Easton is a town in Bristol County, Massachusetts, United States. The population was 23,112 at the 2010 census. It is part of the Greater Boston area, but is also part of the 6-county definition of the Providence MSA.
Easton is governed by an elected Board of Selectmen. Open Town Meeting acts as the legislative branch of the town. The Selectman choose a Town Administrator to run the day-to-day operations of the town.
Easton was first settled in 1694 and was officially incorporated in 1725.
In 1694, the first settler, Clement Briggs, established his home near the Easton Green. In 1711, the Taunton North Purchase area became Norton, and in 1713, the sixty-nine families settled in Easton and hired Elder William Pratt as their first minister. Prior to the settlers' establishment, the area was occupied by Native Americans as a hunting area and a burial ground. During King Philip's War, Metacom, also known as King Philip, used part of Easton as a headquarters for his troops. There was no legal parish in Easton until 1722, when the East Precinct of Norton was recognized. In 1725, the area was incorporated as the Town of Easton; it was so named because it was formerly called the "East End" of the Taunton North Purchase and was shortened by pronunciation to Easton. During the Revolutionary War, General George Washington stayed at the Benjamin Williams Tavern on Bay Road, which is now the second oldest existing house in Easton, while on his way to negotiate for cannonballs at the old Perry Foundry in Taunton.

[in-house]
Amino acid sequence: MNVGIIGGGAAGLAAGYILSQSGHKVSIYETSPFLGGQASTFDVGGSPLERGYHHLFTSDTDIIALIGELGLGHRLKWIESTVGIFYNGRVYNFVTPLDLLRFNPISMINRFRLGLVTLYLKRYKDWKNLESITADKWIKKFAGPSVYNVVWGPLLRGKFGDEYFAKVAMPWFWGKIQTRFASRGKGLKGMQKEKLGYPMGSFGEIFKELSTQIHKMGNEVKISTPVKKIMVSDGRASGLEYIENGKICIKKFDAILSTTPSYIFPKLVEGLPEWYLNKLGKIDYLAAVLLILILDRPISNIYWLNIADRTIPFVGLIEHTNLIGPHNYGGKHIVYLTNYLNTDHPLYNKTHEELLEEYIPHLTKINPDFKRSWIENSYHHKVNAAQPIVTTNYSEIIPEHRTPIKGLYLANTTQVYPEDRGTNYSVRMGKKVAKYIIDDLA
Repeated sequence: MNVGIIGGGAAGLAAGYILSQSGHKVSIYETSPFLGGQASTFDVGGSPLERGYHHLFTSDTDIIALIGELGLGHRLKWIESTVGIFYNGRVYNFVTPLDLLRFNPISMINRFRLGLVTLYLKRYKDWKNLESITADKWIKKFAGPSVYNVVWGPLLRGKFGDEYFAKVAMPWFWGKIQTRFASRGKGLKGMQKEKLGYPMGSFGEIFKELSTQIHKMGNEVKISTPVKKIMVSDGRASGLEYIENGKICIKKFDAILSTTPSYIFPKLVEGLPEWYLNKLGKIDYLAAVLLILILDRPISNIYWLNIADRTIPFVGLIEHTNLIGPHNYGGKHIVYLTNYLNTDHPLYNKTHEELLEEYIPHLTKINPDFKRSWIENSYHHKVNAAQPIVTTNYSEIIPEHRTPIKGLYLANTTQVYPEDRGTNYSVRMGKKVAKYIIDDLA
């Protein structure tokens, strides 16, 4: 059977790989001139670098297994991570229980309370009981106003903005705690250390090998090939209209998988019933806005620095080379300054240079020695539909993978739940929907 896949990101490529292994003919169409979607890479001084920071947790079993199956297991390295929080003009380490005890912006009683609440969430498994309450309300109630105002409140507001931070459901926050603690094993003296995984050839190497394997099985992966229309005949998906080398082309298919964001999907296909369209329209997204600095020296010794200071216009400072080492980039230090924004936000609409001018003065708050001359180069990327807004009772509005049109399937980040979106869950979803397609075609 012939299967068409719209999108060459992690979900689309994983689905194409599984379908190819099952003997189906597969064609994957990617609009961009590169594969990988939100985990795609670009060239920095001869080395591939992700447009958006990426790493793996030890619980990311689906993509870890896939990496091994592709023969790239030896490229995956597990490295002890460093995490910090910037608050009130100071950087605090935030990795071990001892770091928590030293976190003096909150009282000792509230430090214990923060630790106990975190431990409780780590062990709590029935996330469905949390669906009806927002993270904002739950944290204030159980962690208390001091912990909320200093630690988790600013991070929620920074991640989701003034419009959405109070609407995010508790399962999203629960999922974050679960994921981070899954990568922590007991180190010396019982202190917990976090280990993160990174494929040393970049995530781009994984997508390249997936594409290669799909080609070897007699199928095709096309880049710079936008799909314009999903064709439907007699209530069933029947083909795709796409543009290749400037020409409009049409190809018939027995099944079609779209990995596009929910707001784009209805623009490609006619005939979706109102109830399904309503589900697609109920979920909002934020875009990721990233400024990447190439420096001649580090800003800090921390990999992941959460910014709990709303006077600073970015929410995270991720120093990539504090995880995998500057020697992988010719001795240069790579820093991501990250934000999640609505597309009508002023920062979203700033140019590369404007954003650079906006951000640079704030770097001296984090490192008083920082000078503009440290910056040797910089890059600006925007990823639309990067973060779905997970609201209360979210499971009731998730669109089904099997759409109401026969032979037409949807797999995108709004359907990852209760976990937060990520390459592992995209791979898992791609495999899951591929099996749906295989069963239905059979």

In 1803, the Ames Shovel Works was established and became nationally known as having provided the shovels which laid the Union Pacific Railroad and opened the west. In 1875, the shovel production of the Ames plant was worth $1.5 million. The most notable of the Ames family were Oakes Ames, a key figure in the Crédit Mobilier of America scandal, and Oliver Ames(R), governor of Massachusetts from 1887–1890.
The Ames family shaped the town's economy, and was responsible for the presence of a number of landmark buildings in the town designed by H. H. Richardson, originator of the Richardsonian Romanesque style and designer of Trinity Church in Boston.
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